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Charity warns of rise in moorland burning

Charity warns of rise in moorland burning

Published at 7:40am 21st July 2015. (Updated at 6:05pm 21st July 2015)

Conservation areas in Yorkshire are being damaged by the increasing use of moorland burning, according to one leading charity.

A new study, led by the RSPB Centre for Conservation Science, has found evidence that it increased 11% year-on-year between 2001 and 2011.

Burning on moorland is widely used to boost numbers of red grouse which are available for recreational shooting. 

The report found that burning was detected in 55% of Special Areas of Conservation (SACs) and 63% of Special Protection Areas (SPAs) across the UK.

Roy Taylor, Reserves Area Manager for the RSPB, told Stray FM: "The Yorkshire Dales is up there in the top three or four most intensely burned areas in the UK.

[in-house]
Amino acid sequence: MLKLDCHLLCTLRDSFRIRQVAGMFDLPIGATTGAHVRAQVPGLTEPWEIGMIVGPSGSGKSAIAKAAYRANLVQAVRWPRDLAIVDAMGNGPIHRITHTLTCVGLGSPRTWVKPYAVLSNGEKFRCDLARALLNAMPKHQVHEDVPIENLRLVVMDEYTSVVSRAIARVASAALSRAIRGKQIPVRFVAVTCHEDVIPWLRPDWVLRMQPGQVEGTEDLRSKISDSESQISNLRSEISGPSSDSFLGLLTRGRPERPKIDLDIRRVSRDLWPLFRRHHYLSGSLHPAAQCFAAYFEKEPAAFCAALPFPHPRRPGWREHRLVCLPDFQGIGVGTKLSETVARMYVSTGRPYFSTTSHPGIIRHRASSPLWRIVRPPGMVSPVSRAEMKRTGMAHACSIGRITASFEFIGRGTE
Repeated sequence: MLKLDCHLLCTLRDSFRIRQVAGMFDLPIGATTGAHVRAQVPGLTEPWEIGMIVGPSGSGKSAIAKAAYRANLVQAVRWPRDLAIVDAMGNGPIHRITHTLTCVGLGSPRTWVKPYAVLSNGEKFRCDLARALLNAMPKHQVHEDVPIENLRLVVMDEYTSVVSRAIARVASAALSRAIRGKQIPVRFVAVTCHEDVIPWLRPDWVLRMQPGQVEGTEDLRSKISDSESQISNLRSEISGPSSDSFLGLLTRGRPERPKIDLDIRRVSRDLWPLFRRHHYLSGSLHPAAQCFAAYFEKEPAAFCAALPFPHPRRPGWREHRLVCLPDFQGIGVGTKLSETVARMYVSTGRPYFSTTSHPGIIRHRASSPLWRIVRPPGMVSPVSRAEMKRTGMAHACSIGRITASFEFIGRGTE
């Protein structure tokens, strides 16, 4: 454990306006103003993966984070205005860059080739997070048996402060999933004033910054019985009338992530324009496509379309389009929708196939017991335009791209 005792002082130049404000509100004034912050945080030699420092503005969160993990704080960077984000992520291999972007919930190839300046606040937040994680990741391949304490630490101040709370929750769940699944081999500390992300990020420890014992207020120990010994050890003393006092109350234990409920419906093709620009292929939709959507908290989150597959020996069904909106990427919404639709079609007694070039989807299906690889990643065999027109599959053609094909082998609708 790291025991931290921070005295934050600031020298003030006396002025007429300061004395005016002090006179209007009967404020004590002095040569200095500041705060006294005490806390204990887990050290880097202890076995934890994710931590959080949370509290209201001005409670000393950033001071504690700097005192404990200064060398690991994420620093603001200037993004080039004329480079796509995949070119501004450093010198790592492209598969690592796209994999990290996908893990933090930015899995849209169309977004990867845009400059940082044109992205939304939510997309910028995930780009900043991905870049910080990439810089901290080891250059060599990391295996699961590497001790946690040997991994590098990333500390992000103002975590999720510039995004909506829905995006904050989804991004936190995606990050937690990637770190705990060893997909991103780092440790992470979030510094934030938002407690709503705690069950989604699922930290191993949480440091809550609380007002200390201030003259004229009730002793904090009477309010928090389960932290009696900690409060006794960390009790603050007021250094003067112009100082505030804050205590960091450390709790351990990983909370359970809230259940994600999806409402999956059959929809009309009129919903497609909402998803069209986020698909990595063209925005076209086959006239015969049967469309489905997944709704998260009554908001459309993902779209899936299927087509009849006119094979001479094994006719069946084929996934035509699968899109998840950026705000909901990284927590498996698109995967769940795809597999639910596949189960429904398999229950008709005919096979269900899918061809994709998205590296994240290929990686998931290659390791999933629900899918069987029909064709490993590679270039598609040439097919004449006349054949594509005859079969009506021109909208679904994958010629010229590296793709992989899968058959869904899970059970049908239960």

"What we're talking about is the equivalent of us chopping down tropical rainforests.

"We're releasing huge amounts of carbon into the atmosphere, into the water and reducing the value of our natural habitats at the same time."

Dr David Douglas, lead author of the study, added: "Upland ecosystems are highly sensitive to burning practices.

"Knowing how much burning takes place and where is crucial to developing sustainable land management policies for these precious environments."

Supporters of moorland burning have criticised the findings, claiming that burning actually helps with conservation.

Duncan Thomas, Regional Officer for The British Association for Conservation and Shooting, said: "Moorland heather burning is an essential process in the management of these amazing areas.

"Not only does it create incredible biodiverse habitats, but it also acts as essential fire breaks.

"If these areas aren't managed, then there's an enormous fire risk that develops.

"Areas that are managed in this way have amazing populations of wildlife - in fact one of the moors that we do some management on had over 50 species of birds on it."